Paper writing/productivity software

Discussion in 'Mac Apps and Mac App Store' started by Caffereine, Apr 2, 2006.

  1. Caffereine macrumors newbie

    Joined:
    Mar 7, 2006
    #1
    Hello. I recently just fixed my Powerbook and will now be again using it to write my papers, most of which are research in nature.

    My problem is that Microsoft Word doesn't really do what I want it to do, though it's a fine word processor. I need to be able to track chunks of text that will be cited, quoted, or used to provoke my own thoughts, as well as keep track of an outline of what I am doing within the paper. Perhaps this is a bit idealistic, but does anything like that exist? Or are there several programs I might use together?
     
  2. CorvusCamenarum macrumors 65816

    CorvusCamenarum

    Joined:
    Dec 16, 2004
    Location:
    Birmingham, AL
    #2
    You might like this, it's called Mellel - http://www.versiontracker.com/dyn/moreinfo/macosx/13254 .
     
  3. Caffereine thread starter macrumors newbie

    Joined:
    Mar 7, 2006
    #3
    Thank you for the suggestion, I just took a look at the demo but it doesn't seem to quite handle chunks of text all that intuitively.
     
  4. kiwi-in-uk macrumors 6502a

    Joined:
    Sep 22, 2004
    Location:
    AU
    #4
    Have you looked at Note Taker or NoteBook?
    Or the Scrapbook in Word?
     
  5. stevietheb macrumors 6502a

    stevietheb

    Joined:
    Jan 15, 2004
    Location:
    Houston
    #5
    Our writing processes sound very different—but I use a combination of DevonThink, OmniOutliner, and Mellel for my papers.

    DevonThink provides an interesting way to store and search chunks of text.

    OmniOutliner is a heavy-duty outliner.

    Mellel is a great word processor that is especially geared toward folks who need to work in multiple languages.
     
  6. calebjohnston macrumors 68000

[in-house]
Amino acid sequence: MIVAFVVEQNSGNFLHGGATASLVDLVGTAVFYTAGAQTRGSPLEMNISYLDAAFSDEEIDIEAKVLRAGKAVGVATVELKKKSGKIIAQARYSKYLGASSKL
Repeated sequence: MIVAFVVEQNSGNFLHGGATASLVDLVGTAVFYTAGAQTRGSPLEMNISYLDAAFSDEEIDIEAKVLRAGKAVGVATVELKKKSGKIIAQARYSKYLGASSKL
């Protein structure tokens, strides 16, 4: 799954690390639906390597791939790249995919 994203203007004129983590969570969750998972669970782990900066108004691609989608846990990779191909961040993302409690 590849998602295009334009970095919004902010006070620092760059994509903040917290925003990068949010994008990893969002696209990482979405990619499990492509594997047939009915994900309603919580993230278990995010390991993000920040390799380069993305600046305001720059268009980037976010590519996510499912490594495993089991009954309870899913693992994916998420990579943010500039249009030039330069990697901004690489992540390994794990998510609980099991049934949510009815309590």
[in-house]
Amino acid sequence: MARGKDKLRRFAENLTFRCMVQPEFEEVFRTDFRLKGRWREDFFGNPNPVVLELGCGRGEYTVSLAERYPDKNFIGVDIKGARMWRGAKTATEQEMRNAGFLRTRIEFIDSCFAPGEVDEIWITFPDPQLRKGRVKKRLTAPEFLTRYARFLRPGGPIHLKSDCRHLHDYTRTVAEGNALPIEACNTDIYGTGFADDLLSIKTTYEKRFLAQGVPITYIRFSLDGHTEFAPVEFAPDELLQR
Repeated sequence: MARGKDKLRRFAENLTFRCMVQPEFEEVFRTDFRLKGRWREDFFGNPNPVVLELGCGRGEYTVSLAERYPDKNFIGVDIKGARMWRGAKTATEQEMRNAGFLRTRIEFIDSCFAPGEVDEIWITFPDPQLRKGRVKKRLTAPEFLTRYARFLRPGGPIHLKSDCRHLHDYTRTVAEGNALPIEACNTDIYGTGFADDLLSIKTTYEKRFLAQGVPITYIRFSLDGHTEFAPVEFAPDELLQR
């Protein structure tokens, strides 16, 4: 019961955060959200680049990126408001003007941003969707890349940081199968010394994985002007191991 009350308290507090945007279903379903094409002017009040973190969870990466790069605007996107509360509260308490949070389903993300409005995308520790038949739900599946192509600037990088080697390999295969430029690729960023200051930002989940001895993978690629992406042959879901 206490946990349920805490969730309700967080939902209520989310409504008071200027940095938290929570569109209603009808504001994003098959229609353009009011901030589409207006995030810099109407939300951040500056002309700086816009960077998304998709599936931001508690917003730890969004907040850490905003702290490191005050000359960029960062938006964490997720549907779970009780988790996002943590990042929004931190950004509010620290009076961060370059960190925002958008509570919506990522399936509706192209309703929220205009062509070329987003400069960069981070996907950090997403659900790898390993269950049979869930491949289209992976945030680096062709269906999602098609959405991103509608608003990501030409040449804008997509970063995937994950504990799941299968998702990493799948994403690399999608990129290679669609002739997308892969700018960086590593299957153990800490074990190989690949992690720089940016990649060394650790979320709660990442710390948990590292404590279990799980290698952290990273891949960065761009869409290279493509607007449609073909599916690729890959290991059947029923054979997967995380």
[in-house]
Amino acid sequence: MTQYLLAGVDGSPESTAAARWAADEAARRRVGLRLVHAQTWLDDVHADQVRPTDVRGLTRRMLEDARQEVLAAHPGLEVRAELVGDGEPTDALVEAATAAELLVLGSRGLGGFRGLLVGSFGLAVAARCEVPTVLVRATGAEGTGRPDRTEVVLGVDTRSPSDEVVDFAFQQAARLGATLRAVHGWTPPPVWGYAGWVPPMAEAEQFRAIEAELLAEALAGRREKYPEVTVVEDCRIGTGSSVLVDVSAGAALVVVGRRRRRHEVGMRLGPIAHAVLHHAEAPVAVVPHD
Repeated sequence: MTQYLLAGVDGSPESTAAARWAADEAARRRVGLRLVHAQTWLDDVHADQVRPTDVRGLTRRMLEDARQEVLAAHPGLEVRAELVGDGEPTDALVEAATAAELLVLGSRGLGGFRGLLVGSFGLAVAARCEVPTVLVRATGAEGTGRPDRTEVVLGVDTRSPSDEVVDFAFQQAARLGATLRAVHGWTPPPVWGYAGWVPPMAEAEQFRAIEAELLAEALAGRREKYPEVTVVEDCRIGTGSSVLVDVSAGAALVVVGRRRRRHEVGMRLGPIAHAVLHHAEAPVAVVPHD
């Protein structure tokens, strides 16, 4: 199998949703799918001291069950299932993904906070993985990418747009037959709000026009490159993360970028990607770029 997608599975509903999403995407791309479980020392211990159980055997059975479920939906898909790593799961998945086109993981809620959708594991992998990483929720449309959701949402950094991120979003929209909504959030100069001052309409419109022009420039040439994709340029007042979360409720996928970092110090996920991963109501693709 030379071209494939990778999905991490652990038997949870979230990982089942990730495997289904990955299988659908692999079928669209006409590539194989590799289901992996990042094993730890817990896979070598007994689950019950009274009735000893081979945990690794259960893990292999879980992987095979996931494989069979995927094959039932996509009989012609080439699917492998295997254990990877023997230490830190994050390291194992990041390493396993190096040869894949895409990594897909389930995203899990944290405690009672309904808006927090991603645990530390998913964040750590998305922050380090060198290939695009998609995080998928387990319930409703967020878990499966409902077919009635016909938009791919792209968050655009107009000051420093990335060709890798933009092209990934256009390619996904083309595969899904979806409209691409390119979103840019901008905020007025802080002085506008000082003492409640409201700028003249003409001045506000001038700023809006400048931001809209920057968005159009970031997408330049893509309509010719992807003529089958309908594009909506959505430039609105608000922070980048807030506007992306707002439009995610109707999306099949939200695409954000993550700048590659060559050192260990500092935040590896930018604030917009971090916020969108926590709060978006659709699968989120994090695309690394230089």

calebjohnston

    Joined:
    Jan 24, 2006
    #6
    pen and paper is a great way to keep thoughts permanently written down.
     
  7. portent macrumors 6502a

    Joined:
    Feb 17, 2004
    #7
    OmniOutliner is included with recent PowerBook models. It's much more than an outline-generator.

    If you really need to hold info for citations, get a copy of EndNote.
    http://www.endnote.com/
     
  8. enckwanzer macrumors member

    Joined:
    Aug 4, 2005
    Location:
    Charleston, IL, USA
    #8
    I second the recommendation for Endnote. Not only is it a powerful citation application, but it can now store figures, tables, and notes (e.g., chunks of text) with every citation. Oh ... and it's searchable. As a Ph.D. candidate completing my dissertation, I couldn't work without it.
     
  9. stevietheb macrumors 6502a

    stevietheb

    Joined:
    Jan 15, 2004
    Location:
    Houston
    #9
    For me, Endnote was too buggy and slow. Using Endnote with Word was always creating beachballs on my iBook. I was also a little annoyed when upgrading to MS Office 2004 was going to require me to spend $100 (that's with a student discount) to upgrade Endnote (v. 8 I think).

    SO, I now use similar product called Bookends (available from Sonny Software). Bookends is not as full featured as Endnote, but I haven't run across a missing feature that bothers me.
     
  10. MIDI_EVIL macrumors 65816

    MIDI_EVIL

    Joined:
    Jan 23, 2006
    Location:
    UK
    #10
    Is that compatible with OS X 10.3.9 ?





    ;)


    Rich.
     
  11. wordmunger macrumors 603

    wordmunger

    Joined:
    Sep 3, 2003
    Location:
    North Carolina
    #11
    Personally, the best thing for my writing has been blogs. Blogs allow you to place items in categories, to easily search among many different "documents," and to link to online resources. Cognitive Daily started as a research blog, where we could keep track of journal articles we'd read by writing synopses of the articles. The grand plan is to write a book based on all these blog posts (the book is in the proposal phase now). It works quite well -- just search for the posts you want, then copy and paste them into word for final drafting.

    And, best of all, Cognitive Daily is itself a money maker!

    Greta uses endnote to track the sources, but I just use MS Word to create one big bibliography listing.
     

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